|21 Synesthesia between Sound and Colour, George APOSTOLESCU
Synesthesia is a syndrome or better said a psychological state that became manifest in music, art and literature. Mainly in the 20th century it takes a different shape as a result of scientific progress and especially of the effects it has generated. Synesthesia in music is recognized due to the effects created by Alexander Scriabin in Prometheus – The Poem of Fire as well as ”the painting” on the score of Hartmann’s pictures in his famous work Pictures at an Exhibition by Modest Mussorgsky. At the opposite pole we come across synesthetic episodes in pop-rock music or in disco dance music. The Avant-garde is a decisive factor of synesthetic development due to the synergy between music and visual art. The appearance and diversification of synesthesia creates new effects that influence all the people who interact with music and colours directly or indirectly.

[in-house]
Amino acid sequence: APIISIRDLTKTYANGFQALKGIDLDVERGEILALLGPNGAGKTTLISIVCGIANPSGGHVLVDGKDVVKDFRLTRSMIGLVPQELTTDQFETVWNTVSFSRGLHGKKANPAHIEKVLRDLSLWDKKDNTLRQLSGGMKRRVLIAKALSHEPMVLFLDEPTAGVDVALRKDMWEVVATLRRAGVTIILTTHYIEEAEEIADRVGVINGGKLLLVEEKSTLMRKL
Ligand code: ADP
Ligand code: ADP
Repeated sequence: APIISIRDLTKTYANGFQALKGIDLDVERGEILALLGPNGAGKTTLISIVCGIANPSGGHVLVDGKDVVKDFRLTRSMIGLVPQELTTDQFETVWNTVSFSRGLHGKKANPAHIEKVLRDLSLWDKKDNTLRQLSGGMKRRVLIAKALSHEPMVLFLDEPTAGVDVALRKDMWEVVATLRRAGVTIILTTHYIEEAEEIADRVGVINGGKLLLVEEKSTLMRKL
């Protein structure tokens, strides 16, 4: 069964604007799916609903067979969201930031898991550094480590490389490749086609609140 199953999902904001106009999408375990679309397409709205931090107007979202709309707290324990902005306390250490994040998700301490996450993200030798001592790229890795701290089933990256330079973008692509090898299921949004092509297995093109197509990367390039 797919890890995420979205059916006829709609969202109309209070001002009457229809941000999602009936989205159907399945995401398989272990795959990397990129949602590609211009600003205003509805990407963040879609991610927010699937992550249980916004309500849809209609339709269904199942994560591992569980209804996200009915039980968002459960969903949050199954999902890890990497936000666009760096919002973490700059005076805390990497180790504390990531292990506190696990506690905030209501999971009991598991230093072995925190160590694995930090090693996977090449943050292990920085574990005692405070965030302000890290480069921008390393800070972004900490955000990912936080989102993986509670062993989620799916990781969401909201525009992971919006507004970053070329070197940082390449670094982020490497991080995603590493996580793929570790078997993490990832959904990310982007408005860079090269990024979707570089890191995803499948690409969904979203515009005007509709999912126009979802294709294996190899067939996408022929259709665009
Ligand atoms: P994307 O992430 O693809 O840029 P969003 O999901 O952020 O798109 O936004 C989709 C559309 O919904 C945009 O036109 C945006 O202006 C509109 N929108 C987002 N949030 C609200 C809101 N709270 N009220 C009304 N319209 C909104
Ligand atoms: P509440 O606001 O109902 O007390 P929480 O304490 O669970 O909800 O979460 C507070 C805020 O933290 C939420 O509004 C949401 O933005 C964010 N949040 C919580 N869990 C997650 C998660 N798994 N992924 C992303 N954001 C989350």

|22 Opera and Film – an Unlikely Marriage, Julianna KÖPECZI
SUMMARY. The aim of the following study is to analyze the manner in which opera music influenced film and became a crucial building block of certain cinematic narratives, in such films as Jonathan Demme’s Philadephia (USA, 1993), Luc Besson’s The Fifth Element (France, 1997) and Liliana Cavani’s Il portiere di note / The Night Porter (Italy, 1974). By revealing the correspondence between these audiovisual mediums and examining the common language used by them we intent to reveal numerous facets of this symbiotic relationship, all put in the service of lending meaning to the film, thus making the viewer’s escapist adventure truly unique.